View Source Optional syntax sheet

In the previous chapters, we learned that the Elixir syntax allows developers to omit delimiters in a few occasions to make code more readable. For example, we learned that parentheses are optional:

iex> length([1, 2, 3]) == length [1, 2, 3]

and that do-end blocks are equivalent to keyword lists:

# do-end blocks
iex> if true do
...>   :this
...> else
...>   :that
...> end

# keyword lists
iex> if true, do: :this, else: :that

Keyword lists use Elixir's regular notation for separating arguments, where we separate each key-value pair with commas, and each key is followed by :. In the do-blocks, we get rid of the colons, the commas, and separate each keyword by a newline. They are useful exactly because they remove the verbosity when writing blocks of code. Most of the time, we use the block syntax, but it is good to know they are equivalent.

Those conveniences, which we call here "optional syntax", allow the language syntax core to be small, without sacrificing the readability and expressiveness of your code. In this brief chapter, we will review the four rules provided by the language, using a short snippet as playground.


Take the following code:

if variable? do

Now let's remove the conveniences one by one:

  1. do-end blocks are equivalent to keywords:

    if variable?, do: Call.this(), else: Call.that()
  2. Keyword lists as last argument do not require square brackets, but let's add them:

    if variable?, [do: Call.this(), else: Call.that()]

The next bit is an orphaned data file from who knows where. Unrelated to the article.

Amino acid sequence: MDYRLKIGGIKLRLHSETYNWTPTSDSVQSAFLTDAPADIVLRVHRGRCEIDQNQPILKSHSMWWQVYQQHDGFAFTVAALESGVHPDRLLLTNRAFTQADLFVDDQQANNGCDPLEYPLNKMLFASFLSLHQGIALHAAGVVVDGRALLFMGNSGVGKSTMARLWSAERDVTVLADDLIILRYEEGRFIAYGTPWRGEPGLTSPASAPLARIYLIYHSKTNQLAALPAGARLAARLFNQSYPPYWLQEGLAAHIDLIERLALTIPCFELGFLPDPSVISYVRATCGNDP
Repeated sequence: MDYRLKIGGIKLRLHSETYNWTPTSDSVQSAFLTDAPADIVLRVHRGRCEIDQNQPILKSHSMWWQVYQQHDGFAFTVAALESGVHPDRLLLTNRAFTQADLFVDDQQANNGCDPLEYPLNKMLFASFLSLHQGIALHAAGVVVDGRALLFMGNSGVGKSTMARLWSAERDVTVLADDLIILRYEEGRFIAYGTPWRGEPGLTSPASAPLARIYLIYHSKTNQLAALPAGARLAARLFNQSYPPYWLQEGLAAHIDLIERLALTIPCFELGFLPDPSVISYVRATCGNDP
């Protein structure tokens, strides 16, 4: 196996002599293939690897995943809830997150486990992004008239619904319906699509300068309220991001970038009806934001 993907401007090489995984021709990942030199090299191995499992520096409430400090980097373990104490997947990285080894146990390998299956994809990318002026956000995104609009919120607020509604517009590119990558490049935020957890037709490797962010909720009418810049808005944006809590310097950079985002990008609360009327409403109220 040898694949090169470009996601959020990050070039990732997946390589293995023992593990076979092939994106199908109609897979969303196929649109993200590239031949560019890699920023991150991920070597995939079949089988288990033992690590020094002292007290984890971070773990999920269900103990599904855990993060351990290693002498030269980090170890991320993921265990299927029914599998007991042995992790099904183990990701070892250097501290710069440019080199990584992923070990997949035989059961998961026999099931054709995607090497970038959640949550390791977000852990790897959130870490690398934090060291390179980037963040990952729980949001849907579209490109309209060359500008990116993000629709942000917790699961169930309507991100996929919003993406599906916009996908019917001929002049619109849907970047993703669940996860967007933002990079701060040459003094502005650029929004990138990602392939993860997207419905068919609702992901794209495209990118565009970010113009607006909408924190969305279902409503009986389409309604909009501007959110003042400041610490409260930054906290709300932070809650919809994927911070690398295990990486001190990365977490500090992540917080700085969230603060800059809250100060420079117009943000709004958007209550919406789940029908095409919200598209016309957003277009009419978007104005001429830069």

3. Keyword lists are the same as lists of two-element tuples:

    if variable?, [{:do, Call.this()}, {:else, Call.that()}]
  4. Finally, parentheses are optional on function calls, but let's add them:

    if(variable?, [{:do, Call.this()}, {:else, Call.that()}])

That's it! Those four rules outline the optional syntax available in Elixir.

To understand why these rules matter, we can briefly compare Elixir with many other programming languages. Most programming languages have several keywords for defining methods, functions, conditionals, loops, and so forth. Each of those keywords have their own syntax rules attached to them.

However, in Elixir, none of these language features require special "keywords", instead they all build from this small set of rules. The other benefit is that developers can also extend the language in a way that is consistent with the language itself, since the constructs for designing and extending the language are the same. We further explore this topic in the "Meta-programming" guide.

At the end of the day, those rules are what enables us to write:

defmodule Math do
  def add(a, b) do
    a + b

instead of:

defmodule(Math, [
  {:do, def(add(a, b), [{:do, a + b}])}

Whenever you have any questions, this quick walk-through has you covered.

Finally, if you are concerned about when to apply these rules, it's worth noting that the Elixir formatter handles those concerns for you. Most Elixir developers use the mix format task to format their codebases according to a well-defined set of rules defined by the Elixir team and the community. For instance, mix format will always add parentheses to function calls unless explicitly configured not to do so. This helps to maintain consistency across all codebases within organizations and the wider community.